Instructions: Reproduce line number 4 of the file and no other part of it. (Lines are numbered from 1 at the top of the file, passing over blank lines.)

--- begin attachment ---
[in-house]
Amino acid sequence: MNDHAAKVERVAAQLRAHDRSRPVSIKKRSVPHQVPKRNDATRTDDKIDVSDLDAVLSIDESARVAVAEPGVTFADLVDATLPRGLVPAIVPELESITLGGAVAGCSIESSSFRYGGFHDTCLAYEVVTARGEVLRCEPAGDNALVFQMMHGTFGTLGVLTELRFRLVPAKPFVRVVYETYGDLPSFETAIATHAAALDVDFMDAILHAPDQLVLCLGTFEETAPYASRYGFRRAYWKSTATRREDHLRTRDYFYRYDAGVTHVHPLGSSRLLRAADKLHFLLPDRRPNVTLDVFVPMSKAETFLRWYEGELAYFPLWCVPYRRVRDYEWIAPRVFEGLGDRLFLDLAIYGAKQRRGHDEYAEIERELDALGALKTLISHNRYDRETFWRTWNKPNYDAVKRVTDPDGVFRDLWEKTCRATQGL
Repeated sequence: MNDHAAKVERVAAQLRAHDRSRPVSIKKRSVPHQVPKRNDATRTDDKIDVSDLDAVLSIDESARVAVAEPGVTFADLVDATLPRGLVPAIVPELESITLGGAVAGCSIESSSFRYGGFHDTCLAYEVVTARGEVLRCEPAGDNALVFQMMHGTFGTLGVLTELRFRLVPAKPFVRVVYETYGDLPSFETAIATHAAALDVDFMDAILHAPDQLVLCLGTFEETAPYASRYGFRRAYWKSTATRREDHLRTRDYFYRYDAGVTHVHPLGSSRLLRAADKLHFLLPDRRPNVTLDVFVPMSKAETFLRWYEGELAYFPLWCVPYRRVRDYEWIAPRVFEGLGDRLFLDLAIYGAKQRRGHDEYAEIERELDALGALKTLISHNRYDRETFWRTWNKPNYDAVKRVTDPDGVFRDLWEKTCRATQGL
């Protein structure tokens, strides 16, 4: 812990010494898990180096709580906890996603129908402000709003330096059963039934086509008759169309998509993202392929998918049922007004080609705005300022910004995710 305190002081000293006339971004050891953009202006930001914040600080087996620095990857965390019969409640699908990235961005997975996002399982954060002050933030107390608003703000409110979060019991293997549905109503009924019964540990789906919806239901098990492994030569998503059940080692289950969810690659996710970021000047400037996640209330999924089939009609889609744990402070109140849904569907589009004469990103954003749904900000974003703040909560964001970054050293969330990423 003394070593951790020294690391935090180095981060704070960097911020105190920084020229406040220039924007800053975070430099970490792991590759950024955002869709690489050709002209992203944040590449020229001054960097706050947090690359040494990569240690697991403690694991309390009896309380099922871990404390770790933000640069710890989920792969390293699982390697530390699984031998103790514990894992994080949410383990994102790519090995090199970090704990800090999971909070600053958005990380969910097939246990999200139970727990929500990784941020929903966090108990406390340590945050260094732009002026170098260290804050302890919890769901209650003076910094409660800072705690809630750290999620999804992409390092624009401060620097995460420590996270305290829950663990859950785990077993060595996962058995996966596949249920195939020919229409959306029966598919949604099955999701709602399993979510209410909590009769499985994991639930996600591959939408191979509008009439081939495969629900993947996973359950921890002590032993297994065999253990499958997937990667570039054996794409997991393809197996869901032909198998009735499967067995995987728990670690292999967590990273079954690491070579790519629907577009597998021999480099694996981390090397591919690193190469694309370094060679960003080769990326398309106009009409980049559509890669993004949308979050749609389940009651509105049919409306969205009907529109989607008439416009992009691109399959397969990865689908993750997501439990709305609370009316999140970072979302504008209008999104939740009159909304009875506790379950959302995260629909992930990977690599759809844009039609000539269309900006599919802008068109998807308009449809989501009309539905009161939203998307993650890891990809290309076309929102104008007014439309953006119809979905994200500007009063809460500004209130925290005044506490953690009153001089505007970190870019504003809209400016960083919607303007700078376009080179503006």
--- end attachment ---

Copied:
């Protein structure tokens, strides 16, 4: 812990010494898990180096709580906890996603129908402000709003330096059963039934086509008759169309998509993202392929998918049922007004080609705005300022910004995710 305190002081000293006339971004050891953009202006930001914040600080087996620095990857965390019969409640699908990235961005997975996002399982954060002050933030107390608003703000409110979060019991293997549905109503009924019964540990789906919806239901098990492994030569998503059940080692289950969810690659996710970021000047400037996640209330999924089939009609889609744990402070109140849904569907589009004469990103954003749904900000974003703040909560964001970054050293969330990423 003394070593951790020294690391935090180095981060704070960097911020105190920084020229406040220039924007800053975070430099970490792991590759950024955002869709690489050709002209992203944040590449020229001054960097706050947090690359040494990569240690697991403690694991309390009896309380099922871990404390770790933000640069710890989920792969390293699982390697530390699984031998103790514990894992994080949410383990994102790519090995090199970090704990800090999971909070600053958005990380969910097939246990999200139970727990929500990784941020929903966090108990406390340590945050260094732009002026170098260290804050302890919890769901209650003076910094409660800072705690809630750290999620999804992409390092624009401060620097995460420590996270305290829950663990859950785990077993060595996962058995996966596949249920195939020919229409959306029966598919949604099955999701709602399993979510209410909590009769499985994991639930996600591959939408191979509008009439081939495969629900993947996973359950921890002590032993297994065999253990499958997937990667570039054996794409997991393809197996869901032909198998009735499967067995995987728990670690292999967590990273079954690491070579790519629907577009597998021999480099694996981390090397591919690193190469694309370094060679960003080769990326398309106009009409980049559509890669993004949308979050749609389940009651509105049919409306969205009907529109989607008439416009992009691109399959397969990865689908993750997501439990709305609370009316999140970072979302504008209008999104939740009159909304009875506790379950959302995260629909992930990977690599759809844009039609000539269309900006599919802008068109998807308009449809989501009309539905009161939203998307993650890891990809290309076309929102104008007014439309953006119809979905994200500007009063809460500004209130925290005044506490953690009153001089505007970190870019504003809209400016960083919607303007700078376009080179503006």